Fasting can trigger stem cell, immune regeneration

Short term fasting seems to have made a resurgence into popularity in recent years, with intermittent fasting re-gaining fame for more than just weight loss benefits. So what happens when we move beyond the intermittent to prolonged fasting a couple of times a week? There is research revealing that fasting twice a week could significantly lower the risk of developing both Parkinson’s and Alzheimer’s disease [1]. But new research has revealed another benefit of fasting or diets that mimic it. It appears that it can trigger stem cell regeneration to help reboot damaged immune systems.

The research revealed that “fasting for as little as three days can regenerate the entire immune system, even in the elderly [2].” It has applications for people whose immune systems have been decimated by chemotherapy, undermined by diseases like Multiple Sclerosis, or simply declined with age.

The findings are the results of two studies led by Professor Valter Longo of the USC Longevity Institute at the USC Leonard Davis School of Gerontology. How does the fasting-immune system connection work?

“It gives the ‘OK’ for stem cells to go ahead and begin proliferating and rebuild the entire system,” said Prof Longo…”And the good news is that the body got rid of the parts of the system that might be damaged or old, the inefficient parts, during the fasting. Now if you start with a system heavily damaged by chemotherapy or aging, fasting cycles can generate, literally, a new immune system [2].”

The body is forced to use stores of glucose and fat during prolonged fasting, but it also breaks down a significant portion of white blood cells. This depletion “triggers stem cell-based regeneration of new immune system cells [2].” It essentially shifts stem cells “from a dormant state into a state of self-renewal [3].”

So this could potentially be big news for chemotherapy patients, multiple sclerosis sufferers and the elderly. Mind you, fasting for long periods of time or going on a diet that mimics fasting is always something that should be approached with caution, and with the guidance of a suitable health professional. Longo et al used specific fasting and fast-mimicking diet protocols to achieve their results.

Still, they have turned up some very interesting findings in their quest to understand how the body reacts to fasting or fast-mimicking diet protocols.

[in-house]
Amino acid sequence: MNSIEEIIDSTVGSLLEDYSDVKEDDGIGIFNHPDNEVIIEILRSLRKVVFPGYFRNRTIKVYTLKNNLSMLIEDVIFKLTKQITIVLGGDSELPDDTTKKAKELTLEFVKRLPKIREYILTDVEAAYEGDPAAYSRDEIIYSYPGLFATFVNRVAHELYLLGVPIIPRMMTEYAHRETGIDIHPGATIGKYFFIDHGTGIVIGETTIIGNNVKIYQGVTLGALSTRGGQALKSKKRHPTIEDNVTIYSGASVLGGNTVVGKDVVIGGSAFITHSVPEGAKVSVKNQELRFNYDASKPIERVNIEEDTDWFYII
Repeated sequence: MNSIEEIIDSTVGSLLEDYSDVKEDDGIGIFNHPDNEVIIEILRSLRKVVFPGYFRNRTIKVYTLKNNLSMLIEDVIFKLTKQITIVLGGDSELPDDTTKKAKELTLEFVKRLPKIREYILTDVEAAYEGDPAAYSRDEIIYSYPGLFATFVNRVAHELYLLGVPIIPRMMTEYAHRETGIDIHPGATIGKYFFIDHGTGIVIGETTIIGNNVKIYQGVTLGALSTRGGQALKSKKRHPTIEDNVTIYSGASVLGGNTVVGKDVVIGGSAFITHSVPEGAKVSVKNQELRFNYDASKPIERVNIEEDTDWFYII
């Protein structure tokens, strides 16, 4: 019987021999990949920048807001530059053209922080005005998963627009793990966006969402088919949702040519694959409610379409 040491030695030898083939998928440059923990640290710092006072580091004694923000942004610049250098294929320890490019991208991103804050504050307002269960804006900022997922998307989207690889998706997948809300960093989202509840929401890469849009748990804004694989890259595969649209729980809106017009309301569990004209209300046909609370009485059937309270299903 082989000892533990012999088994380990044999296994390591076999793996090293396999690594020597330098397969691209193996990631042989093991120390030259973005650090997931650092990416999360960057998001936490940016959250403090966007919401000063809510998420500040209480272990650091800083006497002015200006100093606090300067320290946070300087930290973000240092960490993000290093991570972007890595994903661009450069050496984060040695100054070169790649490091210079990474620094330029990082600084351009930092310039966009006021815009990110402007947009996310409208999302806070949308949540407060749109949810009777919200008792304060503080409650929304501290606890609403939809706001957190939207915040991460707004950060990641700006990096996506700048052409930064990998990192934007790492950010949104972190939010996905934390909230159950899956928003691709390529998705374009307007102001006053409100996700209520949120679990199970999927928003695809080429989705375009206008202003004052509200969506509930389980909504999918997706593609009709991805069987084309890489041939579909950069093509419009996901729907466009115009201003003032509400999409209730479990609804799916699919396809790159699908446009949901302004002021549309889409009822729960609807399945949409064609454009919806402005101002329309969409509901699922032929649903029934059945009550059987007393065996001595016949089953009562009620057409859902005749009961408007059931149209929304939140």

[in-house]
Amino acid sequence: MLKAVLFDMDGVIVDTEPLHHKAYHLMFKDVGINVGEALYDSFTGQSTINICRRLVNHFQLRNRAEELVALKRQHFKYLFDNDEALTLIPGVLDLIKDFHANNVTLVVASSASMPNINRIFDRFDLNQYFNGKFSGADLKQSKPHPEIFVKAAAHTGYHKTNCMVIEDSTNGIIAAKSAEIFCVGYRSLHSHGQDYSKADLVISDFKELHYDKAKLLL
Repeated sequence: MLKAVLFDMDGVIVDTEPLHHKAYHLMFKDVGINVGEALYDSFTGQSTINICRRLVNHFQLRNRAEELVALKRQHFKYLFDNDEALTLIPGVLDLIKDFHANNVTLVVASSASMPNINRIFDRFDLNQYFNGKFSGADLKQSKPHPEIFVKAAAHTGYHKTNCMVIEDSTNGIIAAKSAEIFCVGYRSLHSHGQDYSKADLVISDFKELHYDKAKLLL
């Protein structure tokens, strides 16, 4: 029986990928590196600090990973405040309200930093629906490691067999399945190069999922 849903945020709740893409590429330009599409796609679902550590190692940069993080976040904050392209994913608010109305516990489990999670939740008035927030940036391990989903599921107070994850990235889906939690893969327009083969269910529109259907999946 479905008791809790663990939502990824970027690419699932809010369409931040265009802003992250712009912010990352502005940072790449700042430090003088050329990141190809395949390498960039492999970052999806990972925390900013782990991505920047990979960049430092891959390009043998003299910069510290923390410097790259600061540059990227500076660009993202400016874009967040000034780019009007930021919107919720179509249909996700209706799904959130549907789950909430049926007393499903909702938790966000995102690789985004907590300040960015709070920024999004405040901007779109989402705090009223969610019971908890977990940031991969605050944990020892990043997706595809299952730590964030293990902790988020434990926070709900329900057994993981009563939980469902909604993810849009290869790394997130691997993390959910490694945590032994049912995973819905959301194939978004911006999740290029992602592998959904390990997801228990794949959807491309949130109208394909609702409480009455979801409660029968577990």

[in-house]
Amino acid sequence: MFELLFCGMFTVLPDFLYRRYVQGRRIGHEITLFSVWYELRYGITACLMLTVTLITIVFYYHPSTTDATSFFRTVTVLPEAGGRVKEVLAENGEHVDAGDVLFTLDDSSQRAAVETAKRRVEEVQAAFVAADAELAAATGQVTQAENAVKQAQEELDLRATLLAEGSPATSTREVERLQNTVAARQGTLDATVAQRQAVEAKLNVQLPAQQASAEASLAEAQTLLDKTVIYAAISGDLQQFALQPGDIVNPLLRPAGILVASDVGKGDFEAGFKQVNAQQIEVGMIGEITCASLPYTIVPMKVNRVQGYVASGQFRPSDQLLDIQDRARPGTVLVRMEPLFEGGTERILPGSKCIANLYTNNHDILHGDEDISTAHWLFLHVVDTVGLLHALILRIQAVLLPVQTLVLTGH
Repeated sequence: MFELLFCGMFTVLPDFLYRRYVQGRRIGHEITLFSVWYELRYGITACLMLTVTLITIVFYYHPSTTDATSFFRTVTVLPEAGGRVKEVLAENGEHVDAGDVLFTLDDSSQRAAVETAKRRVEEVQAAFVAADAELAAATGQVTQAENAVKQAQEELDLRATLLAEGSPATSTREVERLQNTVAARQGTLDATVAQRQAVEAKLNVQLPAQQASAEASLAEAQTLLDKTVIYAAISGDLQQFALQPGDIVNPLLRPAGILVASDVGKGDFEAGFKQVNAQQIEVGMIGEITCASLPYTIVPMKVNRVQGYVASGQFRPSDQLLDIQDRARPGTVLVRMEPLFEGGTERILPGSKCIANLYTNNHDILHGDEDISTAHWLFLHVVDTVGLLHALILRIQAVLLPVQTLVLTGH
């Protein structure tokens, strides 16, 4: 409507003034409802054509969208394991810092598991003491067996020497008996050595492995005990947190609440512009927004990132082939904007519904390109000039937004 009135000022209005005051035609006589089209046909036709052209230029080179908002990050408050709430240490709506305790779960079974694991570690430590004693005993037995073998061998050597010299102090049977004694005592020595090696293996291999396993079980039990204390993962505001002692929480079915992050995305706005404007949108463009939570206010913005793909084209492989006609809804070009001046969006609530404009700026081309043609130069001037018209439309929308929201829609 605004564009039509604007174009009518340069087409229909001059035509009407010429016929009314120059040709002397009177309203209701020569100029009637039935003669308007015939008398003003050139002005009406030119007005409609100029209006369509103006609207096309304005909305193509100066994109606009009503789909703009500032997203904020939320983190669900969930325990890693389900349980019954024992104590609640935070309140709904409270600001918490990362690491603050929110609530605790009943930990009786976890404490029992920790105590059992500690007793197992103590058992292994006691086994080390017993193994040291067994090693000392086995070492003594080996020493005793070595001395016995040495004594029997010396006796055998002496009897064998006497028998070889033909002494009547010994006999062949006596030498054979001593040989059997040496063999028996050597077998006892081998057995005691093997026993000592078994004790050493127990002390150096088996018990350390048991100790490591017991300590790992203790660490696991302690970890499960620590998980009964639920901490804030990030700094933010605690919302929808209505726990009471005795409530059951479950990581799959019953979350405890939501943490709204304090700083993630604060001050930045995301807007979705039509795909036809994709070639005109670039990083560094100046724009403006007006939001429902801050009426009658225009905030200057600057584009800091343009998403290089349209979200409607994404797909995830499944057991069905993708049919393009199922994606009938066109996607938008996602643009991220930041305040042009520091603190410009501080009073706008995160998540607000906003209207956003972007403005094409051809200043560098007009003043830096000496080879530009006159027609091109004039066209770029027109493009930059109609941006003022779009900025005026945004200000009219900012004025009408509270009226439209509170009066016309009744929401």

• One study looked at mice with autoimmune diseases put through a three day fast every seven days. It showed increased levels of corticosterone (a steroid hormone), a reduction in inflammation-causing cytokines, and improvements in white blood ‘t cells’ responsible for immunity [5].
  • They also found that the fasting-mimicking diet protocol promoted the regeneration of myelin that had been damaged by autoimmunity [5].
  • The fasting-mimicking diet also resulted in improved metabolism and cognitive function, decreased bone loss and cancer incidence, and extended longevity [6].
  • They found that, in humans, the fasting mimicking diet used in the prescribed regularity and length, reduced multiple risk factors of aging [6].
  • Cycles of prolonged fasting reduced damage in bone marrow stem and progenitor cells, and protect against chemotoxicity [7].
  • Prolonged fasting cycles regulated stem cell populations independently of chemotherapy and helped reverse immunosenescence, and had significant impacts on hematopoietic regeneration [7].

So there you have it! There is certainly more to fasting than first meets the eye. The full studies can be found using the references below [6,7].


[1] Walia, A (2015), “Neuroscientist shows what fasting does to your brain,” Collective Evolution, retrieved 21 March 2016

[2] Knapton, S (2014) “Fasting for three days can regenerate entire immune system, study finds,” The Telegraph, retrieved 4 April 2017

[3] Wu, S (2014), “Fasting triggers stem cell regeneration of damaged, old immune system” University of Southern California News, retrieved 4 April 2017

[4] Gersema E (2016), “Fasting-like diet turns the immune system against cancer,” University of Southern California News, retrieved 4 April 2017

[5] Gersema E (2016), “Diet that mimics fasting may also reduce multiple sclerosis symptoms,” University of Southern California News, retrieved 4 April 2017

[6] Cheng, C.-W., Adams, G. B., Perin, L., Wei, M., Zhou, X., Lam, B. S., … Longo, V. D. (2014). Prolonged Fasting reduces IGF-1/PKA to promote hematopoietic stem cell-based regeneration and reverse immunosuppression. Cell Stem Cell, 14(6), 810–823.

[7] Brandhorst S, Choi I, Wei M, Cheng C, Sedrakyan S, Navarrete G, Dubeau L, Yap L, Park R, Vinciguerra M, Di Biase S, Mirzaei H, Mirisola M, Childress P, Ji L, Groshen S, Penna F, Odetti P, Perin L, Conti P, Ikeno Y, Kennedy B, Cohen P, Morgan T, Dorff T, and Longo V (2015), “A periodic diet that mimics fasting promotes multi-system regeneration, enhanced cognitive performance and healthspan,” Cell Metabolism, retrieved 4 April 2017


Comments are closed.